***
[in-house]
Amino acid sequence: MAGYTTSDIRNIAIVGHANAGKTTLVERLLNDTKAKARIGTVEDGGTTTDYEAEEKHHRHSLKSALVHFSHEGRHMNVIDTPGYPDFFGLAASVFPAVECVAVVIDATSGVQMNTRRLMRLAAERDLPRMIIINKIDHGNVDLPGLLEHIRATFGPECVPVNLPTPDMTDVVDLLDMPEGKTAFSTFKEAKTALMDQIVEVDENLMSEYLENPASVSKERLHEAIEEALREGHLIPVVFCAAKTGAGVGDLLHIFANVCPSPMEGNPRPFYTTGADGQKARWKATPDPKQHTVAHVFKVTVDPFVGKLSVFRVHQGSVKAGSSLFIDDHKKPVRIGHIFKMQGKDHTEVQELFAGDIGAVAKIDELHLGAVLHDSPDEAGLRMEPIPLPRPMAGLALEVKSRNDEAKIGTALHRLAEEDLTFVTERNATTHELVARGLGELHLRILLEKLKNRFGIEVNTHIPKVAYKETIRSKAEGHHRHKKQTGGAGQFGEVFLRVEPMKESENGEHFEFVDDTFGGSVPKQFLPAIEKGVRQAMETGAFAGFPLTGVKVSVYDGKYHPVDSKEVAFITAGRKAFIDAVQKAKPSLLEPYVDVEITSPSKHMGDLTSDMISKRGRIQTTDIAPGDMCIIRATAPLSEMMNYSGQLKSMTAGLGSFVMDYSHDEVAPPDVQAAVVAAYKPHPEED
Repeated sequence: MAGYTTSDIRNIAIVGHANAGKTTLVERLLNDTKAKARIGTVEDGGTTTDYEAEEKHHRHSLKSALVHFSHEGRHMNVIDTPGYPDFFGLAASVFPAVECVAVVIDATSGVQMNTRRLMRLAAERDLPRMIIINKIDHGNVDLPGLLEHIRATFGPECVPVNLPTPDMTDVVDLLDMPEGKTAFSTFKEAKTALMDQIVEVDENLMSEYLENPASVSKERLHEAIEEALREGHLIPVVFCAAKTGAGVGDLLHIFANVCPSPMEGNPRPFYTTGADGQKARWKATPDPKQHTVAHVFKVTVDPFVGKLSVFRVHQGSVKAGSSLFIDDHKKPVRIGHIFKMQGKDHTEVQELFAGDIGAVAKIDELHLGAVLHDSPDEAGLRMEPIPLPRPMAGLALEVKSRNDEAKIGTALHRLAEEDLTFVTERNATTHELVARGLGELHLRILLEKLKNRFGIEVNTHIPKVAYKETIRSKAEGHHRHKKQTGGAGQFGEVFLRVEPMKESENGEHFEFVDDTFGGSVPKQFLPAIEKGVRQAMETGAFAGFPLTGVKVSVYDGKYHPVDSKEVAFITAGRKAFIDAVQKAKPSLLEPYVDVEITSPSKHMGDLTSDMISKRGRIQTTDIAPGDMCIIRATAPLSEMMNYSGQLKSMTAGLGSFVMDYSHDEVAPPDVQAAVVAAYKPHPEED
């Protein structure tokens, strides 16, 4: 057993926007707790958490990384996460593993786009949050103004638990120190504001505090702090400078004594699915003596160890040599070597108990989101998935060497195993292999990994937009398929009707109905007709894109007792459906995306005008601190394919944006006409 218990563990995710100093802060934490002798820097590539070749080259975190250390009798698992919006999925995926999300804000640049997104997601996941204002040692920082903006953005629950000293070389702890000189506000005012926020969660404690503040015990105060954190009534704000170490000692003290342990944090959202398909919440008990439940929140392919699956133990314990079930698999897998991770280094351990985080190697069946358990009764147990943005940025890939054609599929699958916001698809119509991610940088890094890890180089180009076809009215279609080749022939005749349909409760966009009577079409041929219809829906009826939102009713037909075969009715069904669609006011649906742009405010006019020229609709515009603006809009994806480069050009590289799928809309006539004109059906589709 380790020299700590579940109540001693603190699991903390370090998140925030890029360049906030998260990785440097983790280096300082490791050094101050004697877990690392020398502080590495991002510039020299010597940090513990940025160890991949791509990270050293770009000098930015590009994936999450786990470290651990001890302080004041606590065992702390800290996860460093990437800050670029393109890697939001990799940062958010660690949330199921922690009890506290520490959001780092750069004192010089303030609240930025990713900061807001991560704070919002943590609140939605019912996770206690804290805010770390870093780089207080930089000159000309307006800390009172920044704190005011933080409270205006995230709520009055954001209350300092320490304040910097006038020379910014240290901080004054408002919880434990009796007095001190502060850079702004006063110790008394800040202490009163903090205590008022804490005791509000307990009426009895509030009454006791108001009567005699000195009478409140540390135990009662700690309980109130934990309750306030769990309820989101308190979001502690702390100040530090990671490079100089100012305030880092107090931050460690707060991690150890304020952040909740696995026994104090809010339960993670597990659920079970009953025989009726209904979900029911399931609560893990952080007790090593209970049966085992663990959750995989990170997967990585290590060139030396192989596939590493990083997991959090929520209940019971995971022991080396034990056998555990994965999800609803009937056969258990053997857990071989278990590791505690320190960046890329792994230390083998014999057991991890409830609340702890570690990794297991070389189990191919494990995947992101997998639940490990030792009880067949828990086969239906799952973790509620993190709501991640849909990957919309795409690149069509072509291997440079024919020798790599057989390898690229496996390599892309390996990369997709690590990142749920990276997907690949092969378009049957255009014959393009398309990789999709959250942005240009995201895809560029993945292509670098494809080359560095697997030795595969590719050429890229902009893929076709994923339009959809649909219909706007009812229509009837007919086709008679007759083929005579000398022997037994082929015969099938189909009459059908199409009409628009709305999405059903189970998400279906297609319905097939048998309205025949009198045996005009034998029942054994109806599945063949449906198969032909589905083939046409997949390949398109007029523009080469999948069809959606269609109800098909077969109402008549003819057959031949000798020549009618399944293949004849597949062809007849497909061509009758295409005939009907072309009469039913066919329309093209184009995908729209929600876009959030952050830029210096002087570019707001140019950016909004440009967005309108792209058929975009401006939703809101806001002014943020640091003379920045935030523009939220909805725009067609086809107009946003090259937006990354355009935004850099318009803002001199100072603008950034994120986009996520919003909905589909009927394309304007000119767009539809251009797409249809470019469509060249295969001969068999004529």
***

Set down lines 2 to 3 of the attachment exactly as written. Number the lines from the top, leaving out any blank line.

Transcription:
Amino acid sequence: MAGYTTSDIRNIAIVGHANAGKTTLVERLLNDTKAKARIGTVEDGGTTTDYEAEEKHHRHSLKSALVHFSHEGRHMNVIDTPGYPDFFGLAASVFPAVECVAVVIDATSGVQMNTRRLMRLAAERDLPRMIIINKIDHGNVDLPGLLEHIRATFGPECVPVNLPTPDMTDVVDLLDMPEGKTAFSTFKEAKTALMDQIVEVDENLMSEYLENPASVSKERLHEAIEEALREGHLIPVVFCAAKTGAGVGDLLHIFANVCPSPMEGNPRPFYTTGADGQKARWKATPDPKQHTVAHVFKVTVDPFVGKLSVFRVHQGSVKAGSSLFIDDHKKPVRIGHIFKMQGKDHTEVQELFAGDIGAVAKIDELHLGAVLHDSPDEAGLRMEPIPLPRPMAGLALEVKSRNDEAKIGTALHRLAEEDLTFVTERNATTHELVARGLGELHLRILLEKLKNRFGIEVNTHIPKVAYKETIRSKAEGHHRHKKQTGGAGQFGEVFLRVEPMKESENGEHFEFVDDTFGGSVPKQFLPAIEKGVRQAMETGAFAGFPLTGVKVSVYDGKYHPVDSKEVAFITAGRKAFIDAVQKAKPSLLEPYVDVEITSPSKHMGDLTSDMISKRGRIQTTDIAPGDMCIIRATAPLSEMMNYSGQLKSMTAGLGSFVMDYSHDEVAPPDVQAAVVAAYKPHPEED
Repeated sequence: MAGYTTSDIRNIAIVGHANAGKTTLVERLLNDTKAKARIGTVEDGGTTTDYEAEEKHHRHSLKSALVHFSHEGRHMNVIDTPGYPDFFGLAASVFPAVECVAVVIDATSGVQMNTRRLMRLAAERDLPRMIIINKIDHGNVDLPGLLEHIRATFGPECVPVNLPTPDMTDVVDLLDMPEGKTAFSTFKEAKTALMDQIVEVDENLMSEYLENPASVSKERLHEAIEEALREGHLIPVVFCAAKTGAGVGDLLHIFANVCPSPMEGNPRPFYTTGADGQKARWKATPDPKQHTVAHVFKVTVDPFVGKLSVFRVHQGSVKAGSSLFIDDHKKPVRIGHIFKMQGKDHTEVQELFAGDIGAVAKIDELHLGAVLHDSPDEAGLRMEPIPLPRPMAGLALEVKSRNDEAKIGTALHRLAEEDLTFVTERNATTHELVARGLGELHLRILLEKLKNRFGIEVNTHIPKVAYKETIRSKAEGHHRHKKQTGGAGQFGEVFLRVEPMKESENGEHFEFVDDTFGGSVPKQFLPAIEKGVRQAMETGAFAGFPLTGVKVSVYDGKYHPVDSKEVAFITAGRKAFIDAVQKAKPSLLEPYVDVEITSPSKHMGDLTSDMISKRGRIQTTDIAPGDMCIIRATAPLSEMMNYSGQLKSMTAGLGSFVMDYSHDEVAPPDVQAAVVAAYKPHPEED